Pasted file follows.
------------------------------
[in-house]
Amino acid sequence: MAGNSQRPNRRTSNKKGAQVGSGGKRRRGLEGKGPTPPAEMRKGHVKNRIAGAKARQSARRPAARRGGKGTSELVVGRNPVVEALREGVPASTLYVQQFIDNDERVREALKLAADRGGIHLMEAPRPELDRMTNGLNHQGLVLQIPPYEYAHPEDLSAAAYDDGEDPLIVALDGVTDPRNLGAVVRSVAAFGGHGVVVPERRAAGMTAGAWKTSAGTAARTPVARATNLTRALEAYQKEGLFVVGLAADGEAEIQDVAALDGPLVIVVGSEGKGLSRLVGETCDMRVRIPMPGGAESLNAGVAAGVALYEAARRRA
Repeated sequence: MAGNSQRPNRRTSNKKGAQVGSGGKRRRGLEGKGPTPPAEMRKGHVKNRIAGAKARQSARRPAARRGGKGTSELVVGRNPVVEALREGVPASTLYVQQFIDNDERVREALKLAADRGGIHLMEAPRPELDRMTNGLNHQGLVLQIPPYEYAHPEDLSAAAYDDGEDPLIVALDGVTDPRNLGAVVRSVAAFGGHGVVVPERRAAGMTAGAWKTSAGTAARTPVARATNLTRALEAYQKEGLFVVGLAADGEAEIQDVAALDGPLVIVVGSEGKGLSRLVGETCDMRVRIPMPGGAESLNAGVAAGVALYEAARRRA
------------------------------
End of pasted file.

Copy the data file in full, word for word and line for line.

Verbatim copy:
[in-house]
Amino acid sequence: MAGNSQRPNRRTSNKKGAQVGSGGKRRRGLEGKGPTPPAEMRKGHVKNRIAGAKARQSARRPAARRGGKGTSELVVGRNPVVEALREGVPASTLYVQQFIDNDERVREALKLAADRGGIHLMEAPRPELDRMTNGLNHQGLVLQIPPYEYAHPEDLSAAAYDDGEDPLIVALDGVTDPRNLGAVVRSVAAFGGHGVVVPERRAAGMTAGAWKTSAGTAARTPVARATNLTRALEAYQKEGLFVVGLAADGEAEIQDVAALDGPLVIVVGSEGKGLSRLVGETCDMRVRIPMPGGAESLNAGVAAGVALYEAARRRA
Repeated sequence: MAGNSQRPNRRTSNKKGAQVGSGGKRRRGLEGKGPTPPAEMRKGHVKNRIAGAKARQSARRPAARRGGKGTSELVVGRNPVVEALREGVPASTLYVQQFIDNDERVREALKLAADRGGIHLMEAPRPELDRMTNGLNHQGLVLQIPPYEYAHPEDLSAAAYDDGEDPLIVALDGVTDPRNLGAVVRSVAAFGGHGVVVPERRAAGMTAGAWKTSAGTAARTPVARATNLTRALEAYQKEGLFVVGLAADGEAEIQDVAALDGPLVIVVGSEGKGLSRLVGETCDMRVRIPMPGGAESLNAGVAAGVALYEAARRRA